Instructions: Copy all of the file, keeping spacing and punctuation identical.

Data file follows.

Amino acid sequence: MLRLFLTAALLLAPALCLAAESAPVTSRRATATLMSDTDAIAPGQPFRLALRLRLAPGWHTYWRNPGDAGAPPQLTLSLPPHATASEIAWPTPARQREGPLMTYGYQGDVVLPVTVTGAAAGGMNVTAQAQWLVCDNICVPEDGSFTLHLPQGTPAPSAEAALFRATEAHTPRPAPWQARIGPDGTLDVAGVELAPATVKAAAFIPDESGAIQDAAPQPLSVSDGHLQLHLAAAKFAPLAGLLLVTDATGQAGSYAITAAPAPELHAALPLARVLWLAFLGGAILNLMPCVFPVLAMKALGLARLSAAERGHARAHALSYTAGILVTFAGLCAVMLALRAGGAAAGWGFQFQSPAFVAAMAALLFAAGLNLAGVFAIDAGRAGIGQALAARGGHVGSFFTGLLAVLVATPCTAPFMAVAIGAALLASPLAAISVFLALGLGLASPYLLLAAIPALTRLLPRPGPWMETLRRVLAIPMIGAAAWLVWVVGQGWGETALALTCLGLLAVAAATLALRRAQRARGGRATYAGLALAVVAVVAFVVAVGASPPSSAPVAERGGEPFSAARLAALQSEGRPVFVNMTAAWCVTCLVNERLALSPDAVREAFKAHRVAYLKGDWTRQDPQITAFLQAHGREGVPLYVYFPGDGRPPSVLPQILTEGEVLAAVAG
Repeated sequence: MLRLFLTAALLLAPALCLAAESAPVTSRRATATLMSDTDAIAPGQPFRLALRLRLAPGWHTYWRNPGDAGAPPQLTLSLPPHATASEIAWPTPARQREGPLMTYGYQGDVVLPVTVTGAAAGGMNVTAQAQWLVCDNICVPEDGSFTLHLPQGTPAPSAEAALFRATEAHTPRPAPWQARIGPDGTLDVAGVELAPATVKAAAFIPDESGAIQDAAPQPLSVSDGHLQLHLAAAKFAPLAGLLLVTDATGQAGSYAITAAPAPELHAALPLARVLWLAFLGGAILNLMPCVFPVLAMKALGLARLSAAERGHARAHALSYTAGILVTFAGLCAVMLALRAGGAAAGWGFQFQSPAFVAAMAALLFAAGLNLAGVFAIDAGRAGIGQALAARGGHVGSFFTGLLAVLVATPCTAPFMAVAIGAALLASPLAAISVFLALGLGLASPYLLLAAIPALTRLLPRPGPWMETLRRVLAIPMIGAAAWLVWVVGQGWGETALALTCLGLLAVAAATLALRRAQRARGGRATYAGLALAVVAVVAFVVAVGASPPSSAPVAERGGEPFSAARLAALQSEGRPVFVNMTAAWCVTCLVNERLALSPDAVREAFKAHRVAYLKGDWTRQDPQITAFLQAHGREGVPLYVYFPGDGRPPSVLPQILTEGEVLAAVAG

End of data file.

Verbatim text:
Amino acid sequence: MLRLFLTAALLLAPALCLAAESAPVTSRRATATLMSDTDAIAPGQPFRLALRLRLAPGWHTYWRNPGDAGAPPQLTLSLPPHATASEIAWPTPARQREGPLMTYGYQGDVVLPVTVTGAAAGGMNVTAQAQWLVCDNICVPEDGSFTLHLPQGTPAPSAEAALFRATEAHTPRPAPWQARIGPDGTLDVAGVELAPATVKAAAFIPDESGAIQDAAPQPLSVSDGHLQLHLAAAKFAPLAGLLLVTDATGQAGSYAITAAPAPELHAALPLARVLWLAFLGGAILNLMPCVFPVLAMKALGLARLSAAERGHARAHALSYTAGILVTFAGLCAVMLALRAGGAAAGWGFQFQSPAFVAAMAALLFAAGLNLAGVFAIDAGRAGIGQALAARGGHVGSFFTGLLAVLVATPCTAPFMAVAIGAALLASPLAAISVFLALGLGLASPYLLLAAIPALTRLLPRPGPWMETLRRVLAIPMIGAAAWLVWVVGQGWGETALALTCLGLLAVAAATLALRRAQRARGGRATYAGLALAVVAVVAFVVAVGASPPSSAPVAERGGEPFSAARLAALQSEGRPVFVNMTAAWCVTCLVNERLALSPDAVREAFKAHRVAYLKGDWTRQDPQITAFLQAHGREGVPLYVYFPGDGRPPSVLPQILTEGEVLAAVAG
Repeated sequence: MLRLFLTAALLLAPALCLAAESAPVTSRRATATLMSDTDAIAPGQPFRLALRLRLAPGWHTYWRNPGDAGAPPQLTLSLPPHATASEIAWPTPARQREGPLMTYGYQGDVVLPVTVTGAAAGGMNVTAQAQWLVCDNICVPEDGSFTLHLPQGTPAPSAEAALFRATEAHTPRPAPWQARIGPDGTLDVAGVELAPATVKAAAFIPDESGAIQDAAPQPLSVSDGHLQLHLAAAKFAPLAGLLLVTDATGQAGSYAITAAPAPELHAALPLARVLWLAFLGGAILNLMPCVFPVLAMKALGLARLSAAERGHARAHALSYTAGILVTFAGLCAVMLALRAGGAAAGWGFQFQSPAFVAAMAALLFAAGLNLAGVFAIDAGRAGIGQALAARGGHVGSFFTGLLAVLVATPCTAPFMAVAIGAALLASPLAAISVFLALGLGLASPYLLLAAIPALTRLLPRPGPWMETLRRVLAIPMIGAAAWLVWVVGQGWGETALALTCLGLLAVAAATLALRRAQRARGGRATYAGLALAVVAVVAFVVAVGASPPSSAPVAERGGEPFSAARLAALQSEGRPVFVNMTAAWCVTCLVNERLALSPDAVREAFKAHRVAYLKGDWTRQDPQITAFLQAHGREGVPLYVYFPGDGRPPSVLPQILTEGEVLAAVAG